Rendering of Atrium Modifications. Image via YIMBY

The Ford Foundation has received Landmarks Preservation Commission (LPC) approval for renovations to its building at 320 E 43rd Street in Midtown Manhattan, reports New York Yimby. Constructed from 1963 to 1967, with a design by Kevin Roche and John Dinkeloo and an atrium garden by Dan Kiley, the building became an instant architectural mecca and was made an individual and interior landmark in 1997. The proposed renovations, designed by Gensler, seek to restore a half century of alterations to the building’s appearance, in addition to subtle changes to adhere to adhere to fire and accessibility codes.

US Architecture School Bans Styrene as Model Making Material

14:00 - 20 April, 2016
US Architecture School Bans Styrene as Model Making Material, via Madeleine Underwood, Student Life
via Madeleine Underwood, Student Life

By next Fall, the architecture students of Washington University in St. Louis will no longer be allowed to use Styrene on their projects. The university's newspaper, Student Life reports that the commonly used white plastic material was deemed in 2014 by the National Research Council's National Toxicology Program as "reasonably anticipated to be a human carcinogen." Thus the Sam Fox School of Design is taking its own measures to protect their student's health. A number of other schools and cities have already banned Styrene since the NRC's ruling.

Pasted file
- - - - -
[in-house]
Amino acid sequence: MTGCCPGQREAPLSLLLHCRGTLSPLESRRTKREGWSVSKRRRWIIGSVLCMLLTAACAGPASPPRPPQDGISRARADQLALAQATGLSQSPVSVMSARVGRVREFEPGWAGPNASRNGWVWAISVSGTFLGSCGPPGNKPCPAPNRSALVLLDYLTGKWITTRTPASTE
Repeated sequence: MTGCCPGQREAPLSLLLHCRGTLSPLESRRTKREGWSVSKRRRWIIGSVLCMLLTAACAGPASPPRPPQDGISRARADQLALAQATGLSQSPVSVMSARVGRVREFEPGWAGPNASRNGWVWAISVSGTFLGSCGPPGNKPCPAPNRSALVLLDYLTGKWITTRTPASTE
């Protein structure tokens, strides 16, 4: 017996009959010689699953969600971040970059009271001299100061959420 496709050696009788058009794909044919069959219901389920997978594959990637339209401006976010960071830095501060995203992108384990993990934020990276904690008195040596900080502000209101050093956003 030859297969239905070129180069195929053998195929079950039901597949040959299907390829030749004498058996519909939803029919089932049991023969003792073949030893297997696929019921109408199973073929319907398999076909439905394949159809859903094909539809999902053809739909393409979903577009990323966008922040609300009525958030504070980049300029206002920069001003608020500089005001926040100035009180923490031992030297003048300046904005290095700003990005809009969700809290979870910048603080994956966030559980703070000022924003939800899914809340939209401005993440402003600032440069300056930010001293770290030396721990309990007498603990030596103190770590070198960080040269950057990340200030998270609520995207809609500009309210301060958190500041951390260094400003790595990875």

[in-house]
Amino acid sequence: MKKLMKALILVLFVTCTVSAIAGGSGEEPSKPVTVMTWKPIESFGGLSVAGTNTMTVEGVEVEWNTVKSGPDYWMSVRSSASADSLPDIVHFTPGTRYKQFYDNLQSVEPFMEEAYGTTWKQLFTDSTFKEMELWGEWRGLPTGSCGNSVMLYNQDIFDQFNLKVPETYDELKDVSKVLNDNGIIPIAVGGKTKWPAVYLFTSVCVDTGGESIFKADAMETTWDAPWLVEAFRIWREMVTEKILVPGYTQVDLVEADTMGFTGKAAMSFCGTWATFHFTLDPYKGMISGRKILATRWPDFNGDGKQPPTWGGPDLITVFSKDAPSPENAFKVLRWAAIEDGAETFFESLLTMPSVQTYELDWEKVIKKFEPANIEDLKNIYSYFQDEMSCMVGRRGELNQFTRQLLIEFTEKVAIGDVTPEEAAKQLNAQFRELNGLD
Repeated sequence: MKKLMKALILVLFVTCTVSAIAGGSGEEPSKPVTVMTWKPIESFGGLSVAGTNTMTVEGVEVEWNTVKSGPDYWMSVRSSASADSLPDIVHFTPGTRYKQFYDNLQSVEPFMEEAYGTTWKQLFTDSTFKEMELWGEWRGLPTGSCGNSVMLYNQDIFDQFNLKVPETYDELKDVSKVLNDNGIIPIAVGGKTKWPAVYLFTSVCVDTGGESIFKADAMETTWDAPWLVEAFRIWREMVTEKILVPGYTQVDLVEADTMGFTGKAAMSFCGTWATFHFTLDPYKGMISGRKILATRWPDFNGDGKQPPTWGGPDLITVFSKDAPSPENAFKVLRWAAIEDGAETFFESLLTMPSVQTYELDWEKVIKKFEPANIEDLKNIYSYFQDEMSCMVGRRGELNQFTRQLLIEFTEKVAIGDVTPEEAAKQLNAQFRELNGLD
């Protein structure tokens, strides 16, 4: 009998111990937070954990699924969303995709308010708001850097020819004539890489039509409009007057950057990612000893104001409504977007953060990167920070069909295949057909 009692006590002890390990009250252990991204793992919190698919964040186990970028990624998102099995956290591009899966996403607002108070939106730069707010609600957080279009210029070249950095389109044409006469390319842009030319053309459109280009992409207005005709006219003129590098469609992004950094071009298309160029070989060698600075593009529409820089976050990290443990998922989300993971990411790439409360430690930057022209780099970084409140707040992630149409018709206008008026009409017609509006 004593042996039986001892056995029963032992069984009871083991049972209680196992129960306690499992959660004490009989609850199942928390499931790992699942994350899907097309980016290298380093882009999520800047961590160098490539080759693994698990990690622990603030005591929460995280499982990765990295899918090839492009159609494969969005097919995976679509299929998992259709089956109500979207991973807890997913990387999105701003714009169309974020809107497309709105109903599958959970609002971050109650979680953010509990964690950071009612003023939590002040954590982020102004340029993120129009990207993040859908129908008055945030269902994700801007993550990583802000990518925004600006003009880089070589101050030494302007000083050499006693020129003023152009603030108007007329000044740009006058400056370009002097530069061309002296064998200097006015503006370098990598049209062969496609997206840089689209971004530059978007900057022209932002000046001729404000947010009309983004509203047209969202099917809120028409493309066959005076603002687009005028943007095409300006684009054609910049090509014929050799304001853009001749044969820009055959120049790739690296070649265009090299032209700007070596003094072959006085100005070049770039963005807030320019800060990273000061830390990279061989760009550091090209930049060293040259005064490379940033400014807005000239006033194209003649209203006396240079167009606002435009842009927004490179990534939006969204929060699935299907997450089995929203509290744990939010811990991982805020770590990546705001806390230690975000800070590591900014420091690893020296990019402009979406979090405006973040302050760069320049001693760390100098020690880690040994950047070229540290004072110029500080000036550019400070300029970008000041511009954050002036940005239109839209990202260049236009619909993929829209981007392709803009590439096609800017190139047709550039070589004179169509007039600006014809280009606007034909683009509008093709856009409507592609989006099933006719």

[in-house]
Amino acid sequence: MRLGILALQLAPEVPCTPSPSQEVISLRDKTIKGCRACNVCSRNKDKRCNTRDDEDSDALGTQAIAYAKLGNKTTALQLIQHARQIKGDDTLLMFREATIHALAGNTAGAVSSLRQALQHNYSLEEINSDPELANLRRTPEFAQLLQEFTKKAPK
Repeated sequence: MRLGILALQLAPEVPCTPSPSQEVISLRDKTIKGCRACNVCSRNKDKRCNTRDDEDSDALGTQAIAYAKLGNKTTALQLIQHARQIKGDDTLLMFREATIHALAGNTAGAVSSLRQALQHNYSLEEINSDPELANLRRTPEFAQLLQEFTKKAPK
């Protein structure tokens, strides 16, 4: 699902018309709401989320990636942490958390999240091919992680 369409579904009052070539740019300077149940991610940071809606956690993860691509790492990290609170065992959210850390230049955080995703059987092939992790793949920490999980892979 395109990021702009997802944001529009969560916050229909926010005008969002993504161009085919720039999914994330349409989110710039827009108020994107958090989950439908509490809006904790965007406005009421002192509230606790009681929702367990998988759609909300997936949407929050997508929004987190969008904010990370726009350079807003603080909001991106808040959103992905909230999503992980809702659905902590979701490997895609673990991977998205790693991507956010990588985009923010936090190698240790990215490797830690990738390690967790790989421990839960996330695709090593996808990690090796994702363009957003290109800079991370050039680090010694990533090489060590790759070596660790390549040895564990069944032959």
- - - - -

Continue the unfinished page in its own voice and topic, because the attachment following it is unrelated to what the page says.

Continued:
Charles Renfro Discusses DS+R's Winning Proposal for Zaryadye Park in Moscow

12:00 - 20 April, 2016

At last year's Moscow Urban Forum, Charles Renfro discussed Diller Scofidio + Renfro's design for Zaryadye Park in Moscow. Located in the heart of the city, the park employs Wild Urbanist principles, which seek to emulate Russia's diverse landscapes – tundra, steppe, forest, and wetland – against a backdrop of architectural landmarks that includes the Kremlin, Red Square, and St. Basil’s Cathedral.

Ingenhoven Architects Reveal Plans for Green Towers in Tokyo

06:00 - 20 April, 2016
Ingenhoven Architects Reveal Plans for Green Towers in Tokyo, A new office tower (height 185 m) and a residential tower (height 220 m) will be built on both sides of the existing Toranomon Hills Mori Tower. Together they will form the new Toranomon business and lifestyle center. (Competition proposal image). Image © ingenhoven architects
A new office tower (height 185 m) and a residential tower (height 220 m) will be built on both sides of the existing Toranomon Hills Mori Tower. Together they will form the new Toranomon business and lifestyle center. (Competition proposal image). Image © ingenhoven architects

ingenhoven architects has released its design for the Toranomon Project, a new business and lifestyle development that will include a 175,000-square-meter office tower and a 122,000-square-meter residential tower, which will become Tokyo’s highest residential building at approximately 220 meters tall.

Located in the Toranomon area of Tokyo, the project will be built around the existing Toranomon Hills Mori Tower, with respect for the existing structure, but with its own identity as a set of nodes in the larger urban green network.

Civilization in Perspective: Capturing the World From Above

04:00 - 20 April, 2016